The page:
In the event there is a change in the corporate structure of JD Supra such as, but not limited to, merger, consolidation, sale, liquidation or transfer of substantial assets, JD Supra may, in its sole discretion, transfer, sell or assign information collected on and through the Service to one or more affiliated or unaffiliated third parties.

Links to Other Websites

This Website and the Service may contain links to other websites. The operator of such other websites may collect information about you, including through cookies or other technologies. If you are using the Service through the Website and link to another site, you will leave the Website and this Policy will not apply to your use of and activity on those other sites. We encourage you to read the legal notices posted on those sites, including their privacy policies. We shall have no responsibility or liability for your visitation to, and the data collection and use practices of, such other sites. This Policy applies solely to the information collected in connection with your use of this Website and does not apply to any practices conducted offline or in connection with any other websites.

Changes in Our Privacy Policy

We reserve the right to change this Policy at any time. Please refer to the date at the top of this page to determine when this Policy was last revised. Any changes to our privacy policy will become effective upon posting of the revised policy on the Website. By continuing to use the Service or Website following such changes, you will be deemed to have agreed to such changes. If you do not agree with the terms of this Policy, as it may be amended from time to time, in whole or part, please do not continue using the Service or the Website.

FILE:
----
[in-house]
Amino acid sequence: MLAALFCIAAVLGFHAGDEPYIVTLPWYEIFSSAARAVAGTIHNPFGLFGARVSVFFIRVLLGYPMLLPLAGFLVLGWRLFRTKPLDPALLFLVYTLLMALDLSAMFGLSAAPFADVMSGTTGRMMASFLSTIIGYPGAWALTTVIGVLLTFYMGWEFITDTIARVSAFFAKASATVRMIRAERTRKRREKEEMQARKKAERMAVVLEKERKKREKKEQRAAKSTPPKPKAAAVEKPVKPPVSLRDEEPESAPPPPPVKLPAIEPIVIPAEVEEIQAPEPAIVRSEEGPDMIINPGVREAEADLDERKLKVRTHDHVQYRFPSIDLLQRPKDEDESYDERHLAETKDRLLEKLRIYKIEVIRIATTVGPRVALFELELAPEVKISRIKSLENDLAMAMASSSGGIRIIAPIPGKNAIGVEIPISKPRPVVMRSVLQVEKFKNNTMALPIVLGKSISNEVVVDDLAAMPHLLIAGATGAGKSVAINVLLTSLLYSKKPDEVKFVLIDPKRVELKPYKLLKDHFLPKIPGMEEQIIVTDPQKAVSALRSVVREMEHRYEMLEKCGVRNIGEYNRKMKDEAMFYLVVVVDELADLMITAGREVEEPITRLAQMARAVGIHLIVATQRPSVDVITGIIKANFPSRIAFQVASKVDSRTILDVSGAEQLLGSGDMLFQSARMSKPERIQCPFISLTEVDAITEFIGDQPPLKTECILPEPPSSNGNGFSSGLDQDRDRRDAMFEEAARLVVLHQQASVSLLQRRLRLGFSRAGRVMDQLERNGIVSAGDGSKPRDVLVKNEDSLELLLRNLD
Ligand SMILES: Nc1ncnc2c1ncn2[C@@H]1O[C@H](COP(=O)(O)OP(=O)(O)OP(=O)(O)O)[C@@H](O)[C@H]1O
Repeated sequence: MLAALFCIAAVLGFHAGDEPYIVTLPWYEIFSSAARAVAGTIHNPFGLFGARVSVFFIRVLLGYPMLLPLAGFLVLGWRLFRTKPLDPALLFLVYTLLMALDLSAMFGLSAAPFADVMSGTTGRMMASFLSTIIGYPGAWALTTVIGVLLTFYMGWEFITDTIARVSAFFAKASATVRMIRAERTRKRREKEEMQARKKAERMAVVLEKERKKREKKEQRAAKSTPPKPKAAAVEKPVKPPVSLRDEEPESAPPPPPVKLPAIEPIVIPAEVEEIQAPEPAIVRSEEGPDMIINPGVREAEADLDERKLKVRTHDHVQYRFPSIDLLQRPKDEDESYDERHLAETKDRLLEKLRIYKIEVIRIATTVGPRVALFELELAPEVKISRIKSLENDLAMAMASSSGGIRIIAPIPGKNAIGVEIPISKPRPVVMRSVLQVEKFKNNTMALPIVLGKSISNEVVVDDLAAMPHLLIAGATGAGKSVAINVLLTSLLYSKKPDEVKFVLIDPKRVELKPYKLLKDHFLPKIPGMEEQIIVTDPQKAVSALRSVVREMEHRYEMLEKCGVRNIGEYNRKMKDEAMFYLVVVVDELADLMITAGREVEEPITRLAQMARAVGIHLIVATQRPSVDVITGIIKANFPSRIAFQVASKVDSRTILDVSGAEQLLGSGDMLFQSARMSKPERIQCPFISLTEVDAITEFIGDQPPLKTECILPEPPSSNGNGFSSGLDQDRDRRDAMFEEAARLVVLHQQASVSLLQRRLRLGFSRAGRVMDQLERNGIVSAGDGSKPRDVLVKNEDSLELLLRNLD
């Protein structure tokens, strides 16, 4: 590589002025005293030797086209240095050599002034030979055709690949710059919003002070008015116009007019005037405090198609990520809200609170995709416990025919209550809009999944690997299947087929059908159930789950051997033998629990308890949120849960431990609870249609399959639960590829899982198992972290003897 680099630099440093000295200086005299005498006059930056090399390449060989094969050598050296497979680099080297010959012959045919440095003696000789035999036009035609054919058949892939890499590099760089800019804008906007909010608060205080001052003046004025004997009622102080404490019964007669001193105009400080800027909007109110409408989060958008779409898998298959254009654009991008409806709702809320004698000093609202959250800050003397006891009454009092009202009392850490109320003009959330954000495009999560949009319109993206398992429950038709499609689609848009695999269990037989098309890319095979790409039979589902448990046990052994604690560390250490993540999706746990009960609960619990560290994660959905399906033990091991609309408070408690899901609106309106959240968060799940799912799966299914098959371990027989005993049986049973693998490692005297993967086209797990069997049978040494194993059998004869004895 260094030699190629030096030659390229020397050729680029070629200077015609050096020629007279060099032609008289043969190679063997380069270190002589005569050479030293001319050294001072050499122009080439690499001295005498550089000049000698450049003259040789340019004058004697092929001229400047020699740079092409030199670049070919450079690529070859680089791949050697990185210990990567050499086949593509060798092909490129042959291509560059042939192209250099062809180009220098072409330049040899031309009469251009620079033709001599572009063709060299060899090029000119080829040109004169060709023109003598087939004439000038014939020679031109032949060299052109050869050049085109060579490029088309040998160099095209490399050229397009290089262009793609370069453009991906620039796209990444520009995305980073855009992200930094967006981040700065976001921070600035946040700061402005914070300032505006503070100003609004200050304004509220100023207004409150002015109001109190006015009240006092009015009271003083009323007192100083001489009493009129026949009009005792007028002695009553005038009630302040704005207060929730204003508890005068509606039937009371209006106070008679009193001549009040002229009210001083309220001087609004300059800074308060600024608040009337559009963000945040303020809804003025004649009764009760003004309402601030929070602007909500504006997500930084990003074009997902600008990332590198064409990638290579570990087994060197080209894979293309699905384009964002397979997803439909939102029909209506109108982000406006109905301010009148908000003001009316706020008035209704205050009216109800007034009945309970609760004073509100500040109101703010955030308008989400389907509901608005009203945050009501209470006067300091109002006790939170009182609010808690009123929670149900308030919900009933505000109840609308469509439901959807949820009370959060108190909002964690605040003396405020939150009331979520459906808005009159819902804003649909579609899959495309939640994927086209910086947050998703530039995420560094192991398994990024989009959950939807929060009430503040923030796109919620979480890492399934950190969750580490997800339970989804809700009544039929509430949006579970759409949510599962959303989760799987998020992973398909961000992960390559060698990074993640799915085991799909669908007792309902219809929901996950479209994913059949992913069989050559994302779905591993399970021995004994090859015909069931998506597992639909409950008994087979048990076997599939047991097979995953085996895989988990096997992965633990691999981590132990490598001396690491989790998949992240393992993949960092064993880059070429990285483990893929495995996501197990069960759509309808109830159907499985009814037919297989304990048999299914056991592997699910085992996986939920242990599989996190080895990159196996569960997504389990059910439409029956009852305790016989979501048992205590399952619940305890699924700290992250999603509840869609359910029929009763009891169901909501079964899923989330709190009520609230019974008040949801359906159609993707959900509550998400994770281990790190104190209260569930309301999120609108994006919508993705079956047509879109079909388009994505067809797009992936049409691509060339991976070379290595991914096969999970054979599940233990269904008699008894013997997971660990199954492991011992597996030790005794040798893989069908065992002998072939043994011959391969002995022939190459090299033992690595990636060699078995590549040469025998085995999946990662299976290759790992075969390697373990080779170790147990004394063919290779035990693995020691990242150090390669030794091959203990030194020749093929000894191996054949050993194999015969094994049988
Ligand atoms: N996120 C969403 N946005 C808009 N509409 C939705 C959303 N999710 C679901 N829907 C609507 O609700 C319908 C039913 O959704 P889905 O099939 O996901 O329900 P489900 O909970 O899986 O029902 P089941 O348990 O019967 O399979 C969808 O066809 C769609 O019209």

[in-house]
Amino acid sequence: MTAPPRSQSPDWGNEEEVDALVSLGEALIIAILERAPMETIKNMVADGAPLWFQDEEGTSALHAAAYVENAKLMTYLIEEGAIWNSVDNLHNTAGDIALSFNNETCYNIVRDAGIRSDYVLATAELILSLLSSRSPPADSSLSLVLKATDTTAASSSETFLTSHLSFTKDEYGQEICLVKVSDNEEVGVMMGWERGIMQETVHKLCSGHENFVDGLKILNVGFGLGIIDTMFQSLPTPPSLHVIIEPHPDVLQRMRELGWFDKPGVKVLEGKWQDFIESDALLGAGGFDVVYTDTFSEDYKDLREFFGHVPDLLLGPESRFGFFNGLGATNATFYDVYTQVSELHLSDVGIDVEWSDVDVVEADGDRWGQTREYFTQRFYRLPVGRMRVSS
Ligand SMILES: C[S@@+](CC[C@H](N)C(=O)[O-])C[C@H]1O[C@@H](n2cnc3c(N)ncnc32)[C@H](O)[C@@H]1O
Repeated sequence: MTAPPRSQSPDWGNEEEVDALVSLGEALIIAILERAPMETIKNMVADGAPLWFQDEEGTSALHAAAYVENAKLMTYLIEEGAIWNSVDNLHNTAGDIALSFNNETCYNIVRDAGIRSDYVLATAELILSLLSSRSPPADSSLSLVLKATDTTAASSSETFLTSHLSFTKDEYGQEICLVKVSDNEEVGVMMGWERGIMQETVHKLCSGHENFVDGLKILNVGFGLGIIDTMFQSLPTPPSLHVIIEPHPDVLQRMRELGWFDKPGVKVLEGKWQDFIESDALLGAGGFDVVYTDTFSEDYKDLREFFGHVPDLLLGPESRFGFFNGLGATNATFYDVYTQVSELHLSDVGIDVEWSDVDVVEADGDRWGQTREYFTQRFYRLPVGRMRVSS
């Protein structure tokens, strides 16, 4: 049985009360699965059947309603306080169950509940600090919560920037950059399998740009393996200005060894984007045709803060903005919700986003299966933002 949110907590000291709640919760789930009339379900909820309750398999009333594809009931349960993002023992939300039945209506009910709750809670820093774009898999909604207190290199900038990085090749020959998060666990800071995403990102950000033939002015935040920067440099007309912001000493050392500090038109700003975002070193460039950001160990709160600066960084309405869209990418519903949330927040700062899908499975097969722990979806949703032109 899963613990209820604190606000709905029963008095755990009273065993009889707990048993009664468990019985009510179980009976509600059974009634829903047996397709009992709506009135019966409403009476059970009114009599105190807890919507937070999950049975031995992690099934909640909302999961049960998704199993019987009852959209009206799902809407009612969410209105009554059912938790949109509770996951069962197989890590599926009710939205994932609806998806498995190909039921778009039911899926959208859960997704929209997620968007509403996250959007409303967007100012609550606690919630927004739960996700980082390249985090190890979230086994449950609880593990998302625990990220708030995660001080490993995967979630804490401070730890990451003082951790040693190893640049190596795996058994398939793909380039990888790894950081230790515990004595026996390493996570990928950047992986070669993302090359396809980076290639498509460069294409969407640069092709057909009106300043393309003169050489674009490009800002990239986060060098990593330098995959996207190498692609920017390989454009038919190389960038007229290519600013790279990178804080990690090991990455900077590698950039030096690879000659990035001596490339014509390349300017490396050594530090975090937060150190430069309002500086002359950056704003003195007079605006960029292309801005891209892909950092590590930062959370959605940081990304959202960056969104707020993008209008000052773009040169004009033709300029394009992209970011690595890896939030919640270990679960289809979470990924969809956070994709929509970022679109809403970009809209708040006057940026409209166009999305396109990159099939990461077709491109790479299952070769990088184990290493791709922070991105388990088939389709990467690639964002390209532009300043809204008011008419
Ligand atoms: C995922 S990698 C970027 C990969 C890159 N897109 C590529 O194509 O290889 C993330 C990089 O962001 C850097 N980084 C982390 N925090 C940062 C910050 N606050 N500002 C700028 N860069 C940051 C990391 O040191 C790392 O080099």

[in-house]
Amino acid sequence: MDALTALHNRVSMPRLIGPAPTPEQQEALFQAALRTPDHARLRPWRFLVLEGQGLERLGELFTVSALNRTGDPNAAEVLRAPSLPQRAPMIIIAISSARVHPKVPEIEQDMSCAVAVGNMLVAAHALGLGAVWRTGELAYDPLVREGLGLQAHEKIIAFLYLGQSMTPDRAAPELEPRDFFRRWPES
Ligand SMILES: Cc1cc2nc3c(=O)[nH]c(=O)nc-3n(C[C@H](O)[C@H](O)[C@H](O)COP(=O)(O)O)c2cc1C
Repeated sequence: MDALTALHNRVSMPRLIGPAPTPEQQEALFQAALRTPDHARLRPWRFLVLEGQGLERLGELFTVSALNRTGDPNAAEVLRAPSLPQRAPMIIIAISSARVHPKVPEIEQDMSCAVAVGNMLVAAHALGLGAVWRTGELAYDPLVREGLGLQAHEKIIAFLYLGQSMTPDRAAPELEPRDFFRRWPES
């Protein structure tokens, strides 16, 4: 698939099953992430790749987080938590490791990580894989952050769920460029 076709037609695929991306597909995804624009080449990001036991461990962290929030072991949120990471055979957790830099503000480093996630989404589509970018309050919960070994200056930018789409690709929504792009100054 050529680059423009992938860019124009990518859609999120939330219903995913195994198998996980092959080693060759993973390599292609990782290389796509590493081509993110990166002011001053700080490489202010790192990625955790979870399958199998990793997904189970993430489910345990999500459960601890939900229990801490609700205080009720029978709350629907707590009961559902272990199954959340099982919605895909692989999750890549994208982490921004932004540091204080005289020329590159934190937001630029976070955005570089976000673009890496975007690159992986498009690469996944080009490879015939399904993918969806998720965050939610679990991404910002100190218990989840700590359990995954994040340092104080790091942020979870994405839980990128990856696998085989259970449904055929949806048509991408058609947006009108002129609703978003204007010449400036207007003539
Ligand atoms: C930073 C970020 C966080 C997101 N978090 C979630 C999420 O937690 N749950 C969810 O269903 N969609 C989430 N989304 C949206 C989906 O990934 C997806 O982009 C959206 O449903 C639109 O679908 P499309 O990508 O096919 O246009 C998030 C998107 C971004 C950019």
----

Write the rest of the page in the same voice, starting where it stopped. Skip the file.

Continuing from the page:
Contacting JD Supra

If you have any questions about this privacy statement, the practices of this site, your dealings with this Web site, or if you would like to change any of the information you have provided to us, please contact us at: info@jdsupra.com.

- hide
*With LinkedIn, you don't need to create a separate login to manage your free JD Supra account, and we can make suggestions based on your needs and interests. We will not post anything on LinkedIn in your name. Or, sign up using your email address.